Decentralization and access to social services in Colombia
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Decentralization is meant to improve access to public services, but relatively few studies examine this question empirically. We explore the effects of decentralization on access to health and education in Colombia using an original database covering over 95 % of Colombian municipalities. We show that decentralization improved enrollment rates in public schools and access of the poor to public health services. In both sectors, improving access was driven by the financial contributions of local governments. Small increases in own-shares of spending led to surprisingly large increases in the access of the poor in both sectors. Our theoretical model implies that where local information dominates productive efficiency, elected local governments will provide services better tailored to local needs. Decentralizing such services should increase their use by the public. Together, theory and empirics imply that decentralization made the Colombian state more accountable. It provided local officials with the information and incentives they need to allocate resources in a manner responsive to voters’ needs and improve the impact of public expenditures.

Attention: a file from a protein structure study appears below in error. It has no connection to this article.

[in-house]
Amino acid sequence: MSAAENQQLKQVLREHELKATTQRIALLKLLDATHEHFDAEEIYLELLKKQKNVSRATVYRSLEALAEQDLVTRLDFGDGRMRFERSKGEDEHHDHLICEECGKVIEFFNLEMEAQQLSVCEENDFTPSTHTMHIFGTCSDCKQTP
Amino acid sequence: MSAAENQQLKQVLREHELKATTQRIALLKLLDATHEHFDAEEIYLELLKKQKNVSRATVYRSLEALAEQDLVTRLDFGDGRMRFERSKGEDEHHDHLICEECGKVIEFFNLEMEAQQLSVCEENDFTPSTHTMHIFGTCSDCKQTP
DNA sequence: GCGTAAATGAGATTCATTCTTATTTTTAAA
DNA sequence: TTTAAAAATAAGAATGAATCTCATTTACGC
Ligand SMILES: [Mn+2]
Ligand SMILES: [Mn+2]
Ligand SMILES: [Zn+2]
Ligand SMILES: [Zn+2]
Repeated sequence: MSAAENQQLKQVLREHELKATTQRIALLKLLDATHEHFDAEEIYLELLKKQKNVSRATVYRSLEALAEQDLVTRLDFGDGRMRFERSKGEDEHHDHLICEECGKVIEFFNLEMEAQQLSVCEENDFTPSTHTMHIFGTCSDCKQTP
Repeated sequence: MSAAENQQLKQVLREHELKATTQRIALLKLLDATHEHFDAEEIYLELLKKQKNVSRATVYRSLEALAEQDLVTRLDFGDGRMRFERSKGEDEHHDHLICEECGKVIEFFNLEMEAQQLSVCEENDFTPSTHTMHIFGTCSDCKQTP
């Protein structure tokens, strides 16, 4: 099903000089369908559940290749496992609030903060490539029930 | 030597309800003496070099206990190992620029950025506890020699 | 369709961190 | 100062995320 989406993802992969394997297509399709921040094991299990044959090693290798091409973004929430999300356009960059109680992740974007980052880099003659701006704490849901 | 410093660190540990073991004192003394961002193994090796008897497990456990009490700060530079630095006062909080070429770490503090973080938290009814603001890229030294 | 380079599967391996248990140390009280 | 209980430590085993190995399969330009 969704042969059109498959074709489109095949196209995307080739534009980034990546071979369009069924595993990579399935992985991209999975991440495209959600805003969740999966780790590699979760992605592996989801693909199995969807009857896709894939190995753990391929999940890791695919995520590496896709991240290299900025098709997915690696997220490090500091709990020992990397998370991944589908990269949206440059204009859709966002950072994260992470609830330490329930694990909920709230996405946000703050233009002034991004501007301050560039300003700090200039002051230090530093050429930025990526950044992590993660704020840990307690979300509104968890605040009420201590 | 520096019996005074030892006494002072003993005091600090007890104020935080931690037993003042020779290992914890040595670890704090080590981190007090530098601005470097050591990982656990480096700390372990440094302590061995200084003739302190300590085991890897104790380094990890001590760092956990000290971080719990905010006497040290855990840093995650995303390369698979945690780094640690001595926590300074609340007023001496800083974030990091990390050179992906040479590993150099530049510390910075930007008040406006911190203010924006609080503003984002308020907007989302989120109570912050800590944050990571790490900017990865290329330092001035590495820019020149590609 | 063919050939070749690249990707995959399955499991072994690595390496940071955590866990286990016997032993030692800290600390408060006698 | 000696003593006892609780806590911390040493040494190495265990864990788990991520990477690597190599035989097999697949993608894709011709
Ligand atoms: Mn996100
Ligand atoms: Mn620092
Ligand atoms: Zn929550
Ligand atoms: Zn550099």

KeywordsDecentralization Education Health Public investment Colombia Local government
JEL ClassificationH41 H75 H77 01
This paper was written while Faguet was on research sabbatical at the Center for Latin American Studies, UC Berkeley, to whom he is grateful for warm hospitality and support. The research was financed by the Corporación Andina de Fomento’s Research Papers Program, a STICERD/LSE New Researcher Award, and the British Academy. We are very grateful to Patricia Rincón, Camila Torrente and Victoria Soto for expert research assistance, and to Robin Burgess, Maitreesh Ghatak, Alain de Janvry, Asim Khwaja, Dilip Mookherjee, Daniel Ortega, Pablo Sanguinetti, Daniel Treisman, Hernan Vallejo, three anonymous reviewers, and seminar participants at STICERD and the LACEA 2008 meetings for their thoughtful suggestions. All remaining errors are ours.
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